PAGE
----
The promise of the New Covenant

This is how the "faith and circumstances" theme started. In 2005 I was pondering Jeremiah's promise of the New Covenant. "This is the covenant I will make with the house of Israel
after that time," declares the LORD.
"I will put my law in their minds
and write it on their hearts.
I will be their God,
and they will be my people.

No longer will a man teach his neighbor,
or a man his brother, saying, 'Know the LORD,'
because they will all know me,
from the least of them to the greatest,"
declares the LORD.
"For I will forgive their wickedness
and will remember their sins no more." Jeremiah 31:33,34

I found this promise hard to believe. If this New Covenant promise really worked, I thought, our churches would be a lot different. Our churches have many people teaching us to know the Lord, teaching us what the Gospel really means if we truly understood it. The promise seems to say that shouldn't be needed.

Then a picture came to my mind. Moses called the people to go forward into the Promised Land, and everyone except Joshua and Caleb didn't dare go. (Numbers 13 and 14). God had promised to give them the land, but the people didn't believe the promises because the land had enemies living in it. I don't find in Numbers anyone saying "If God had really given us this land, the enemies wouldn't be there anymore", but I bet people thought that. I know I would have. But God didn't drive the enemies out ahead of time because He wanted to show the people they could believe in the promise before it was fulfilled.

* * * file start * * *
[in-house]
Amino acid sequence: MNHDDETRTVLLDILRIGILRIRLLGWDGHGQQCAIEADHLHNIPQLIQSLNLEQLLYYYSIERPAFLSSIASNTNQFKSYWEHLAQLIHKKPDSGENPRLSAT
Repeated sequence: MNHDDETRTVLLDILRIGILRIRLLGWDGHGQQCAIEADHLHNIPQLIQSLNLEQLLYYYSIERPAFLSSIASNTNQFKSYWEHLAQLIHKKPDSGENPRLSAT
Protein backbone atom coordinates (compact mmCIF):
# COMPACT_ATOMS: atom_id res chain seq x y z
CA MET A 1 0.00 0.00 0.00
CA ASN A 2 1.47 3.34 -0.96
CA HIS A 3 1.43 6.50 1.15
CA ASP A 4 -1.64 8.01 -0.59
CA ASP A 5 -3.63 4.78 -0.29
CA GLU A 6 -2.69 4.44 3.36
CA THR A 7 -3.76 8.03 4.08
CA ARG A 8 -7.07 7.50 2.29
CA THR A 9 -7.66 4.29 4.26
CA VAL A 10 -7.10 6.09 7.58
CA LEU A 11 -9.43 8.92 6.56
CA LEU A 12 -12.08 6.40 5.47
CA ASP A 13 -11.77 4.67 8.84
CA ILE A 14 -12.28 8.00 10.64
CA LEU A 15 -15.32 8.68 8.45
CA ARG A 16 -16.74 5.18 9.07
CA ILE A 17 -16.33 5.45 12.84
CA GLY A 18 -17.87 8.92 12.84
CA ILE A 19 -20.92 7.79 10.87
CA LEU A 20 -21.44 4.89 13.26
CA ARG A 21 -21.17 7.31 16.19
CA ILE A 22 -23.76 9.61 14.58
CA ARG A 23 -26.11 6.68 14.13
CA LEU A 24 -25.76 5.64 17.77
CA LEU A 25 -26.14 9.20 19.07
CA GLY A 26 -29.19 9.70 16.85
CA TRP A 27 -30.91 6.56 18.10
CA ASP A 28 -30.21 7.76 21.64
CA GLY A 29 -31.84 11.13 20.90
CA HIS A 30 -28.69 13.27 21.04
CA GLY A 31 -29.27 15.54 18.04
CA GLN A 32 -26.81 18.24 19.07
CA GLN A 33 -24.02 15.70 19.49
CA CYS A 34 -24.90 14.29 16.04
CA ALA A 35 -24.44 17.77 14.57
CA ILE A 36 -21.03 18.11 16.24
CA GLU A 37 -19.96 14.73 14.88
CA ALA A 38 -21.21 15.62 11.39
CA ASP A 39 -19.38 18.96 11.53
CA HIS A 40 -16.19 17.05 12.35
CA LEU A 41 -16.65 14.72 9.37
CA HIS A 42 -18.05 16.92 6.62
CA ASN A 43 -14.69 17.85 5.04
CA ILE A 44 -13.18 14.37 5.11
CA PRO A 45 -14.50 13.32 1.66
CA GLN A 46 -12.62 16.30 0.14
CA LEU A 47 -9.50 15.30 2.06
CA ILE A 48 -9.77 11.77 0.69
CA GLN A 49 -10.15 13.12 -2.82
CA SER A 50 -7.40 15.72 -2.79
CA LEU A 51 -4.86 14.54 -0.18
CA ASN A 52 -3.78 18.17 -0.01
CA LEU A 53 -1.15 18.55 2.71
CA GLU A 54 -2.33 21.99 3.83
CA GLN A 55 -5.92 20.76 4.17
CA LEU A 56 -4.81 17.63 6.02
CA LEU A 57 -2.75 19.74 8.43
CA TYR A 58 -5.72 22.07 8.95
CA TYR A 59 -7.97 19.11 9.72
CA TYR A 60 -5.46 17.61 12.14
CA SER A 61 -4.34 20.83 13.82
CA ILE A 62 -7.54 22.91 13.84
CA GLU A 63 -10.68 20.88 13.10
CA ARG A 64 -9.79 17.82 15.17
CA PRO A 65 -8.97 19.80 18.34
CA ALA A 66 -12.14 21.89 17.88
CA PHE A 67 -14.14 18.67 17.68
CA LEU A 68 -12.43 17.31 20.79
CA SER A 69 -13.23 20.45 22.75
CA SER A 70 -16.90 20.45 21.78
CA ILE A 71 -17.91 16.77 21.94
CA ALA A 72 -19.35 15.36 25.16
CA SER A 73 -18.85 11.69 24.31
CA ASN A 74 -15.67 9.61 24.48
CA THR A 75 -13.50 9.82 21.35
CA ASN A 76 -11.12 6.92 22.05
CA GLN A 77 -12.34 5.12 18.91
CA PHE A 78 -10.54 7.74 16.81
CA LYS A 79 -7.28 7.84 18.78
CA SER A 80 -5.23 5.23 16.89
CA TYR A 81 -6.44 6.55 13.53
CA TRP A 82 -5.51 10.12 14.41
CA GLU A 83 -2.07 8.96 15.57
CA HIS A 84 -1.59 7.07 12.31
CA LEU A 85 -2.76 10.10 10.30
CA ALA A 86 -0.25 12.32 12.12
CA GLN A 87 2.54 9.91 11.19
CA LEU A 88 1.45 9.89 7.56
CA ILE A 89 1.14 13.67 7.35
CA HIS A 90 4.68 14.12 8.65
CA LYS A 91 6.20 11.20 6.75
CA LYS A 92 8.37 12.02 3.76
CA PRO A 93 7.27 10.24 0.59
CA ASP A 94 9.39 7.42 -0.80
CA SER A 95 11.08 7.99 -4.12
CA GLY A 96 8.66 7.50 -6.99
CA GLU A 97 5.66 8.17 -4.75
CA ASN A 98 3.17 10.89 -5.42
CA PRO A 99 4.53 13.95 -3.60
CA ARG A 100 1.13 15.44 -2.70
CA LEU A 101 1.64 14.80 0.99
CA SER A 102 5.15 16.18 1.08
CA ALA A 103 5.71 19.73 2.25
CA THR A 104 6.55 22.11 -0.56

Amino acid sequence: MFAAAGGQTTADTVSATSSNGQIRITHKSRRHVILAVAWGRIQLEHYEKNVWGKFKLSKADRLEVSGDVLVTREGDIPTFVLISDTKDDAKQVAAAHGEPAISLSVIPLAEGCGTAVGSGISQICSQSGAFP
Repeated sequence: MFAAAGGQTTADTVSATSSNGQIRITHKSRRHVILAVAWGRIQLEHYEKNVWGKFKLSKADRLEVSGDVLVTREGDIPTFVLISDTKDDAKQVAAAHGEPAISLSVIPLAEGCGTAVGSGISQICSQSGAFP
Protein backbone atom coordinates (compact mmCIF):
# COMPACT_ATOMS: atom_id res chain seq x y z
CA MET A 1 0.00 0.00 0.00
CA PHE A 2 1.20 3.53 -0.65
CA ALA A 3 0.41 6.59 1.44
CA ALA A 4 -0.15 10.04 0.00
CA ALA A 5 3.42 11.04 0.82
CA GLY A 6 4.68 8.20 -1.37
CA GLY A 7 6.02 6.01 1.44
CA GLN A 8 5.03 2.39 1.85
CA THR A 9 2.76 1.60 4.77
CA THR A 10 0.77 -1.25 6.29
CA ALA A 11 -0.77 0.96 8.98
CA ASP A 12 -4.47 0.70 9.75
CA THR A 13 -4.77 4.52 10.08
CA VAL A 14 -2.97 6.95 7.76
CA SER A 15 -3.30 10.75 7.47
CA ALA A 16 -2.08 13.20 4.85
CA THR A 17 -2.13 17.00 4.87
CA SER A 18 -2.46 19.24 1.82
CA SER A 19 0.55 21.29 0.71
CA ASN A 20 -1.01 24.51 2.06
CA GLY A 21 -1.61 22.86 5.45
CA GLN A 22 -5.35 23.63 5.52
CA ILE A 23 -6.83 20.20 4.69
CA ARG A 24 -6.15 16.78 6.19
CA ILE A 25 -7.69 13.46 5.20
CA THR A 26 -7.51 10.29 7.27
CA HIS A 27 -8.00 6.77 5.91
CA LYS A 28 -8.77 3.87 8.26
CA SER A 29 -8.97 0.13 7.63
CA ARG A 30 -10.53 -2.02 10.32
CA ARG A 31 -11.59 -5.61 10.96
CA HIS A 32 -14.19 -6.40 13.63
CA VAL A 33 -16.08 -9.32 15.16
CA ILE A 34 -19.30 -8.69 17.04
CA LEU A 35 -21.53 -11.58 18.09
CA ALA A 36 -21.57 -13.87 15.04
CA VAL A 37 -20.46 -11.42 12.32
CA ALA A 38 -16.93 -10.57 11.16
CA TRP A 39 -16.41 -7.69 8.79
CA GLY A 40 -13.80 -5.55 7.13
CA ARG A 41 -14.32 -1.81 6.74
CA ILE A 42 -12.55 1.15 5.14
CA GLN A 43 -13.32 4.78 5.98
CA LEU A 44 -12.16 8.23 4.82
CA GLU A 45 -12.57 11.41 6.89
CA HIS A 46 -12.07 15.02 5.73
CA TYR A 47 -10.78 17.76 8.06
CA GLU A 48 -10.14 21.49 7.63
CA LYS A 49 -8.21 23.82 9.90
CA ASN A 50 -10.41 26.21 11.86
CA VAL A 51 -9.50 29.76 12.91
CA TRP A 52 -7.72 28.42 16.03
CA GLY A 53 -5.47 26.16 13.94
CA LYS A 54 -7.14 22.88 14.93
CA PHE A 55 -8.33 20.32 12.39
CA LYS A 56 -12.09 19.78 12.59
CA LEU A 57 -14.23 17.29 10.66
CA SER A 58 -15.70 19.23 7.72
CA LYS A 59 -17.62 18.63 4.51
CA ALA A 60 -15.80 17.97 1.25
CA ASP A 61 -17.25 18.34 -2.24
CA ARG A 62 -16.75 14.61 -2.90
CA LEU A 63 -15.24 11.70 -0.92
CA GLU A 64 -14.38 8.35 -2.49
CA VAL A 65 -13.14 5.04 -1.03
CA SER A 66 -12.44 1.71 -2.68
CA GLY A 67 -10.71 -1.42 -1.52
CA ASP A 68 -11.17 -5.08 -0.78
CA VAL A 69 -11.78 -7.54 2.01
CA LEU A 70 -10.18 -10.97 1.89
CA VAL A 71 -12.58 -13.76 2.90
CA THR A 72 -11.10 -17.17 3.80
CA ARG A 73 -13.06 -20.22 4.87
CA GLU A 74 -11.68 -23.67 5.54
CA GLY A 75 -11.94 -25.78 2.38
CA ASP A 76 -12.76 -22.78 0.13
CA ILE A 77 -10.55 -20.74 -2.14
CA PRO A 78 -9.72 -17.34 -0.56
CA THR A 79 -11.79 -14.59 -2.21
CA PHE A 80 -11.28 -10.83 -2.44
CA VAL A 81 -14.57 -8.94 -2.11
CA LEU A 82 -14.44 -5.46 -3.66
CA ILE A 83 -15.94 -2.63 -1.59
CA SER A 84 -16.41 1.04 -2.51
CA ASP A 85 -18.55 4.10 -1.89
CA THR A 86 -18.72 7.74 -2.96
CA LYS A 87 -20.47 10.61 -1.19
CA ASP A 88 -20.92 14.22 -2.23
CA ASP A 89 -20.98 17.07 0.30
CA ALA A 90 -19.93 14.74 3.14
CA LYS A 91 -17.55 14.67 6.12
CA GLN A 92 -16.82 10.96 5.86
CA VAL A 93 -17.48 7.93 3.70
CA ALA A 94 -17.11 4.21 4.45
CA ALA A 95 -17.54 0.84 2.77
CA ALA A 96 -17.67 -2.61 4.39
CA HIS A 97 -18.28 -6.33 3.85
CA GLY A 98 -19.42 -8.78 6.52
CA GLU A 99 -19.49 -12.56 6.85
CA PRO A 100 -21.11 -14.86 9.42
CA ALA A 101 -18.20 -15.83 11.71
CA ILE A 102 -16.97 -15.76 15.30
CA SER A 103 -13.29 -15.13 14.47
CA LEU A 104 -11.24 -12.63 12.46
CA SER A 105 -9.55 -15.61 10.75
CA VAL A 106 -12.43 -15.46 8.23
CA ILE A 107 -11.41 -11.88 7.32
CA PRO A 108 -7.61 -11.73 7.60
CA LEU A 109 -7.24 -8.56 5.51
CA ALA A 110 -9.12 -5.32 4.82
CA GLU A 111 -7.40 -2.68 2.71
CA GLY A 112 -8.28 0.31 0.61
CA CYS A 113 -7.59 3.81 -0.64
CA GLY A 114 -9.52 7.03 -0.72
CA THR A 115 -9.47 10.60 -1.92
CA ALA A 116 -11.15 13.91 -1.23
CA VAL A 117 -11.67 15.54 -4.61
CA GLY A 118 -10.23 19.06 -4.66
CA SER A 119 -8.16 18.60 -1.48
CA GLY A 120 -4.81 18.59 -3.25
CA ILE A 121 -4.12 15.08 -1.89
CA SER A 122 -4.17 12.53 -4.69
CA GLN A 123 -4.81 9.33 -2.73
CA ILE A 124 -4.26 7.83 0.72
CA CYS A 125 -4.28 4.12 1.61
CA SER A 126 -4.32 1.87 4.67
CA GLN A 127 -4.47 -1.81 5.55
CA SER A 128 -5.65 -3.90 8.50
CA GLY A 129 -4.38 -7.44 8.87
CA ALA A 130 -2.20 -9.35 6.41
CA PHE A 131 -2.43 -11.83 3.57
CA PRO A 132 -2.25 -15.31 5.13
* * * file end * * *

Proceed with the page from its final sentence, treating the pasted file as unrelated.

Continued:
So I realized Jeremiah's promise of the Law written on my heart was a promise I could claim and believe in, even when I still saw my heart full of enemies of God's law. I could believe in the promise even while the enemies still lived in the Promised Land. So I began to do that, and my spiritual life began to change.

I still have many enemies of God's law living in my heart. But there are fewer enemies than there used to be. And the promise is nonetheless true.

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